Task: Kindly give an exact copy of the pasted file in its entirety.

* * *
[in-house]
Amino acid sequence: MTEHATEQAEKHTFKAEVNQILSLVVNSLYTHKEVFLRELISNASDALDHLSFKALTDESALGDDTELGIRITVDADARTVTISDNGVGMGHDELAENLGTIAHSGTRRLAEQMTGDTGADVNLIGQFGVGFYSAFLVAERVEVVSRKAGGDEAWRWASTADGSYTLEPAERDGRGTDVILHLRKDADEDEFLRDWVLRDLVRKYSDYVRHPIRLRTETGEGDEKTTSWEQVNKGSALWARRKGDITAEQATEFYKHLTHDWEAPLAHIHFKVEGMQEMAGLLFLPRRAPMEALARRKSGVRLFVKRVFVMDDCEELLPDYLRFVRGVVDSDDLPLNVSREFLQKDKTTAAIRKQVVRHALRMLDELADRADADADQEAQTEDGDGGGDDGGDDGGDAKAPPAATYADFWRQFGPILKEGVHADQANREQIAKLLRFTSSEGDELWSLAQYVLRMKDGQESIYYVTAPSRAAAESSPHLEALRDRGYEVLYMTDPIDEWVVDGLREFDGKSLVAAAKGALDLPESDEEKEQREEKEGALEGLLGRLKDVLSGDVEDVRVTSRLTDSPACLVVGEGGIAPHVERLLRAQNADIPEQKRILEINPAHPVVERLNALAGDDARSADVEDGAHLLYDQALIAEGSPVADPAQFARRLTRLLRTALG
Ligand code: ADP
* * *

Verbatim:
[in-house]
Amino acid sequence: MTEHATEQAEKHTFKAEVNQILSLVVNSLYTHKEVFLRELISNASDALDHLSFKALTDESALGDDTELGIRITVDADARTVTISDNGVGMGHDELAENLGTIAHSGTRRLAEQMTGDTGADVNLIGQFGVGFYSAFLVAERVEVVSRKAGGDEAWRWASTADGSYTLEPAERDGRGTDVILHLRKDADEDEFLRDWVLRDLVRKYSDYVRHPIRLRTETGEGDEKTTSWEQVNKGSALWARRKGDITAEQATEFYKHLTHDWEAPLAHIHFKVEGMQEMAGLLFLPRRAPMEALARRKSGVRLFVKRVFVMDDCEELLPDYLRFVRGVVDSDDLPLNVSREFLQKDKTTAAIRKQVVRHALRMLDELADRADADADQEAQTEDGDGGGDDGGDDGGDAKAPPAATYADFWRQFGPILKEGVHADQANREQIAKLLRFTSSEGDELWSLAQYVLRMKDGQESIYYVTAPSRAAAESSPHLEALRDRGYEVLYMTDPIDEWVVDGLREFDGKSLVAAAKGALDLPESDEEKEQREEKEGALEGLLGRLKDVLSGDVEDVRVTSRLTDSPACLVVGEGGIAPHVERLLRAQNADIPEQKRILEINPAHPVVERLNALAGDDARSADVEDGAHLLYDQALIAEGSPVADPAQFARRLTRLLRTALG
Ligand code: ADP